Glossary of New Jersey Trust Terms
Learn the terms and basic vocabulary found throughout this website. Definitions are a lawyer’s starting point in all discussions and this site is no different. Take your time reading each word or phrase. It can be challenging.
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Special Needs Trust
A general term that denotes any one of several types of trusts, all of which preserve eligibility for government assistance benefits and create a fund that can be used to supplement the beneficiary’s care and quality of life.
Third Party Trust
A trust that is established by someone other than the trust beneficiary and with funds in which the beneficiary has no ownership interest. Examples of third parties could include the parents of adult children, grandparents, aunts, uncles, brothers, sisters, cousins, friends, or any other independent party with no duty of support. One principal advantage of these trusts is that they do not need to contain payback provisions, which means that assets can be passed on to other family members at the trust beneficiary’s death free of any State liens.
A trust established for the sole benefit of the trust beneficiary by the beneficiary’s parent, grandparent, legal guardian, or a court. The beneficiary must be under 65, the assets used to fund the trust must belong to the beneficiary, and any remaining assets at the beneficiary’s death must be used to reimburse the State.
A trust established and administered by a non-profit association with trust sub-accounts established for the sole benefit of the individual beneficiaries by the beneficiary’s parent, grandparent, legal guardian, a court, or the individual beneficiary. The beneficiary does not need to meet any age requirement, the assets used to fund the trust must belong to the beneficiary, and any remaining assets at the beneficiary’s death must either be retained in the trust by the non-profit or used to reimburse the State for all medical benefits provided to the beneficiary.
Refers to all the various needs based State programs that are operated in conjunction with the Federal government. New Jersey has numerous different adult Medicaid programs intended to provide different benefits and meet different needs. Like Supplemental Security Income (SSI), Medicaid programs have income and asset limits that must be satisfied and maintained as a condition to receiving program benefits. While Medicaid asset limits are consistent, income limits can vary considerably from program to program.
Provides health insurance for the aged and for individuals determined to be disabled. Unlike Medicaid, Medicare is a social insurance program, not a means tested program. It consists of two components, Part A and Part B. Part A provides inpatient hospital coverage, skilled nursing home care, and home health care. Part B provides inpatient hospital services, out-patient hospital care, physical therapy, medical equipment, and prosthetic devices. Part B is voluntary, and a small monthly premium must be paid to maintain enrollment.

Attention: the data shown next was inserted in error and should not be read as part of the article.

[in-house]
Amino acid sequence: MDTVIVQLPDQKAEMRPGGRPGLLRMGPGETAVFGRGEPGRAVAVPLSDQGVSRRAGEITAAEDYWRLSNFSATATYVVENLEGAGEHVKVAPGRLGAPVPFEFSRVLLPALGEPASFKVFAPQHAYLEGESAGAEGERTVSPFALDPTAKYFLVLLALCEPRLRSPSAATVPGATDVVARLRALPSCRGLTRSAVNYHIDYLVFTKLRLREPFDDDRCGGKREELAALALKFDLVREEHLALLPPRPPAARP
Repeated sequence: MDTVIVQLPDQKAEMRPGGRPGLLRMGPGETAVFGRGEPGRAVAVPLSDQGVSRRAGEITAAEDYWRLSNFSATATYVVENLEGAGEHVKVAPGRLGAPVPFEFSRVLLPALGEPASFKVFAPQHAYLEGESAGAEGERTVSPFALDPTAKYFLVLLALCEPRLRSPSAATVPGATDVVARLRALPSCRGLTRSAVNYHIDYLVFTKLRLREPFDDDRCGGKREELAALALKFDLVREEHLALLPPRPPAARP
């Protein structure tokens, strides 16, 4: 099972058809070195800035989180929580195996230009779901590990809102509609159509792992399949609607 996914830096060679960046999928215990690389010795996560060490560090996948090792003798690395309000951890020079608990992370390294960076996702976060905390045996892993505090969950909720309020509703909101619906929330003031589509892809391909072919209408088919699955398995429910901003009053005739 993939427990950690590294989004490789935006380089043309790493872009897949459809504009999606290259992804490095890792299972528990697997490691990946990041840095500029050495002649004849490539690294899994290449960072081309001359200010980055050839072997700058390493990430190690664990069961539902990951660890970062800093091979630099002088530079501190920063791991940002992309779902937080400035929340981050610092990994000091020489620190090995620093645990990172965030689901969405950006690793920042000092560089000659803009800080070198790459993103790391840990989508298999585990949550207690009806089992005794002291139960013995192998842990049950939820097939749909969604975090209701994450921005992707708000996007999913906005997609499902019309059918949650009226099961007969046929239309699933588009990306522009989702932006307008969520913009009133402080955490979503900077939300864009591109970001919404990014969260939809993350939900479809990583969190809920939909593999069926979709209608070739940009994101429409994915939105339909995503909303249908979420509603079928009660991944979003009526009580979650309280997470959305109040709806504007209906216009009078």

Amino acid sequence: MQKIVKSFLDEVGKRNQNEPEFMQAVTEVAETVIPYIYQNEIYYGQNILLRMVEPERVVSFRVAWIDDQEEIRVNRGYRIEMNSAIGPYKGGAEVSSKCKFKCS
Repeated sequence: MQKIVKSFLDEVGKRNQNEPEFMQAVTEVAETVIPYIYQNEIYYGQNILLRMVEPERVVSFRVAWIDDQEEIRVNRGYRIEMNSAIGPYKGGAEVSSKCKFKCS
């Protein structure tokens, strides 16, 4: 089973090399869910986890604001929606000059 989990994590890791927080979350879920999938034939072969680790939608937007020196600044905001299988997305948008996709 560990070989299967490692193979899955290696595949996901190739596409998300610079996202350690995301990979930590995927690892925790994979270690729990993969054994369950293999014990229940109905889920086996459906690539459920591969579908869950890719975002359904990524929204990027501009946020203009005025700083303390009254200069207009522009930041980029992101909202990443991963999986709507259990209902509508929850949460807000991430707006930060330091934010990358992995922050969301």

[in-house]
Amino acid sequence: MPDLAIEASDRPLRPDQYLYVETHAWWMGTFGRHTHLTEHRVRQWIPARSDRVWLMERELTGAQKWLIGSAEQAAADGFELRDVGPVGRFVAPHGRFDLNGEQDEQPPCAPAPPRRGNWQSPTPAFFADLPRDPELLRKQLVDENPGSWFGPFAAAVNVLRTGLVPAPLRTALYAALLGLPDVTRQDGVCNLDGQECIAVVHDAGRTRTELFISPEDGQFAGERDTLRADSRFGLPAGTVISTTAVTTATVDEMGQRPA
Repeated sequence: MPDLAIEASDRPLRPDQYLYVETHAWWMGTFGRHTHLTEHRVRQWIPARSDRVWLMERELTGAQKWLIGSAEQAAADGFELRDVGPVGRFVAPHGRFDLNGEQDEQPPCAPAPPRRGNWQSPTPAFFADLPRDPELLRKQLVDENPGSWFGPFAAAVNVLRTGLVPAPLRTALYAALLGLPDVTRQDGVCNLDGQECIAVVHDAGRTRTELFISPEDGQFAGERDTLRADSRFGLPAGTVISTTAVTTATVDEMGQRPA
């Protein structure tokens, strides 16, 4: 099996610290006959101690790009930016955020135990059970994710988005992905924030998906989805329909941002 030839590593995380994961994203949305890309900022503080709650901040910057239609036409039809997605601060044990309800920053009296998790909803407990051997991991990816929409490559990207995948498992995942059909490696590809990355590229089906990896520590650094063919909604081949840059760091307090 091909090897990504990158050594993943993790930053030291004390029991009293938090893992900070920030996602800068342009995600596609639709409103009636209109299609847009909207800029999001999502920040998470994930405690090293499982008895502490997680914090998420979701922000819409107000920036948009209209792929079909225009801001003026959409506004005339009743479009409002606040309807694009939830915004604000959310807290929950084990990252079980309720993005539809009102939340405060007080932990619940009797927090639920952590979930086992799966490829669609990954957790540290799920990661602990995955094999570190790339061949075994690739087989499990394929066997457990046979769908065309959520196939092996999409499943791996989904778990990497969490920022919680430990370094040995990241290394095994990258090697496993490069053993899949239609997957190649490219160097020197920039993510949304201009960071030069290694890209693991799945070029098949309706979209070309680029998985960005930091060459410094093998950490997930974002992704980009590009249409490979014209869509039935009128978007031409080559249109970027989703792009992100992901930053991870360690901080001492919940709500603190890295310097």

Trusts created pursuant to legislation passed under the Omnibus Budget Reconciliation Act of 1993 (OBRA 93) and codified at 42 U.S.C. §1396p(d). OBRA Trusts include (d)(4)(A) Trusts, also called Disability or special needs trusts; (d)(4)(B) Trusts, also called Income or Miller Trusts; and (d)(4)(C) Trusts, also called Pooled Trusts.
A term that is applicable when someone is receiving Medicaid benefits under the Institutional Care Program, which is the Medicaid program in New Jersey that helps pay for long term nursing home care. Everyone who receives long term care benefits is responsible for paying a portion of the overall cost. The portion that each person must pay, or their “patient responsibility”, is determined by adding all gross income together and then subtracting a personal needs allowance of $35.00. The individual receiving long term care benefits must pay his or her patient responsibility each month, and Medicaid pays the remaining balance.
Social Disability Income (SSDI)
An entitlement program that operates very much like Social Security old age and retirement benefits because eligibility is partially based on paying into the system for an appropriate number of quarters. If enough quarters have been paid, receipt of SSDI benefits is then conditioned on a determination of disability by the Social Security Administration rather than upon reaching retirement age.
Special Needs / Supplemental Needs
Refers to services and/or goods that are not provided by the trust beneficiary’s public assistance program. Because this definition of special needs is directly related to the technical eligibility requirements of each public assistance program, trust distributions that are perfectly appropriate for one trust beneficiary may be entirely inappropriate for a different trust beneficiary who receives different public assistance benefits.
Supplemental Security Income (SSI)
A needs-based Federal program that is administered by the Social Security Administration. The determination of disability that the Social Security Administration must make is the same determination that is made for SSDI. Unlike SSDI, however, SSI has income and asset limits that must be satisfied and maintained as a condition to receiving program benefits. In many States, including New Jersey, eligibility for SSI automatically qualifies the individual for Medicaid benefits.
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Written by Fredrick P. Niemann, Esq. of Hanlon Niemann & Wright, a New Jersey Special Needs Trust Attorney